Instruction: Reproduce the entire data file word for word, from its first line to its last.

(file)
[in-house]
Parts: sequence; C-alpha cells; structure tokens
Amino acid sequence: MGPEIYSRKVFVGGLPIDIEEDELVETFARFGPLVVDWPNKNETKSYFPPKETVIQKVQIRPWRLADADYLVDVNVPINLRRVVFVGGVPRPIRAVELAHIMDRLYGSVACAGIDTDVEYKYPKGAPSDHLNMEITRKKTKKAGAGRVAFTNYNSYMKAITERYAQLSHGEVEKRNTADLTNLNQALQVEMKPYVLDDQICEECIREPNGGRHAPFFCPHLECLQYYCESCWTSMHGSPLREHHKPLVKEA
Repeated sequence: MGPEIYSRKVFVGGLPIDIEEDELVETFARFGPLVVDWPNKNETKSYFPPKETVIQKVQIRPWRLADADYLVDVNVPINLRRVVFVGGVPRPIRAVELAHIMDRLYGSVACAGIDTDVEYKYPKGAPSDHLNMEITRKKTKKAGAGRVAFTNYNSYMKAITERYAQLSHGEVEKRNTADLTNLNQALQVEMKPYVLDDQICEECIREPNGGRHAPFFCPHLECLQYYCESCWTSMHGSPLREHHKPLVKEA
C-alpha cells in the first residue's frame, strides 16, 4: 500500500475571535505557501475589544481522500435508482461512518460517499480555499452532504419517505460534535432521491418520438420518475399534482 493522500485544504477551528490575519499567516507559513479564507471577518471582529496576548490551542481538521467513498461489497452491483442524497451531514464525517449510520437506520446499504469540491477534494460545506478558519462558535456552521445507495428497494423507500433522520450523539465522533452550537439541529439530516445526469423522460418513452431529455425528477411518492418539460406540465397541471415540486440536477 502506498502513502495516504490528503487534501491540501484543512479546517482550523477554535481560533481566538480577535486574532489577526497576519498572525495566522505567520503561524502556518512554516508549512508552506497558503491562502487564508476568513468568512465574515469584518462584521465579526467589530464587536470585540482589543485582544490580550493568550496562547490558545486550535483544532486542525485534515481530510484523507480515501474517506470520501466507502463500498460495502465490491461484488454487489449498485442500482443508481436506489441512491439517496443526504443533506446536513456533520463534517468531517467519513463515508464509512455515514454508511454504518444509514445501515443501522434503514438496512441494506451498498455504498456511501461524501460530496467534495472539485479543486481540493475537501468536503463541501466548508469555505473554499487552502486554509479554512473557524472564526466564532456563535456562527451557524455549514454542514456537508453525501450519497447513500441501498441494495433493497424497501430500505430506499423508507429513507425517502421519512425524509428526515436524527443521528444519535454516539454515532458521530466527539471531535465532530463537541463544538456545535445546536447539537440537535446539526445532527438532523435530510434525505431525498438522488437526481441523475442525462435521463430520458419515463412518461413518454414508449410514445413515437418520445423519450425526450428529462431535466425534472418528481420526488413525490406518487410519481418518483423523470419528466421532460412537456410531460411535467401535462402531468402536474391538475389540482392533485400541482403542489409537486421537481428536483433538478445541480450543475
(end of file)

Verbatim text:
[in-house]
Parts: sequence; C-alpha cells; structure tokens
Amino acid sequence: MGPEIYSRKVFVGGLPIDIEEDELVETFARFGPLVVDWPNKNETKSYFPPKETVIQKVQIRPWRLADADYLVDVNVPINLRRVVFVGGVPRPIRAVELAHIMDRLYGSVACAGIDTDVEYKYPKGAPSDHLNMEITRKKTKKAGAGRVAFTNYNSYMKAITERYAQLSHGEVEKRNTADLTNLNQALQVEMKPYVLDDQICEECIREPNGGRHAPFFCPHLECLQYYCESCWTSMHGSPLREHHKPLVKEA
Repeated sequence: MGPEIYSRKVFVGGLPIDIEEDELVETFARFGPLVVDWPNKNETKSYFPPKETVIQKVQIRPWRLADADYLVDVNVPINLRRVVFVGGVPRPIRAVELAHIMDRLYGSVACAGIDTDVEYKYPKGAPSDHLNMEITRKKTKKAGAGRVAFTNYNSYMKAITERYAQLSHGEVEKRNTADLTNLNQALQVEMKPYVLDDQICEECIREPNGGRHAPFFCPHLECLQYYCESCWTSMHGSPLREHHKPLVKEA
C-alpha cells in the first residue's frame, strides 16, 4: 500500500475571535505557501475589544481522500435508482461512518460517499480555499452532504419517505460534535432521491418520438420518475399534482 493522500485544504477551528490575519499567516507559513479564507471577518471582529496576548490551542481538521467513498461489497452491483442524497451531514464525517449510520437506520446499504469540491477534494460545506478558519462558535456552521445507495428497494423507500433522520450523539465522533452550537439541529439530516445526469423522460418513452431529455425528477411518492418539460406540465397541471415540486440536477 502506498502513502495516504490528503487534501491540501484543512479546517482550523477554535481560533481566538480577535486574532489577526497576519498572525495566522505567520503561524502556518512554516508549512508552506497558503491562502487564508476568513468568512465574515469584518462584521465579526467589530464587536470585540482589543485582544490580550493568550496562547490558545486550535483544532486542525485534515481530510484523507480515501474517506470520501466507502463500498460495502465490491461484488454487489449498485442500482443508481436506489441512491439517496443526504443533506446536513456533520463534517468531517467519513463515508464509512455515514454508511454504518444509514445501515443501522434503514438496512441494506451498498455504498456511501461524501460530496467534495472539485479543486481540493475537501468536503463541501466548508469555505473554499487552502486554509479554512473557524472564526466564532456563535456562527451557524455549514454542514456537508453525501450519497447513500441501498441494495433493497424497501430500505430506499423508507429513507425517502421519512425524509428526515436524527443521528444519535454516539454515532458521530466527539471531535465532530463537541463544538456545535445546536447539537440537535446539526445532527438532523435530510434525505431525498438522488437526481441523475442525462435521463430520458419515463412518461413518454414508449410514445413515437418520445423519450425526450428529462431535466425534472418528481420526488413525490406518487410519481418518483423523470419528466421532460412537456410531460411535467401535462402531468402536474391538475389540482392533485400541482403542489409537486421537481428536483433538478445541480450543475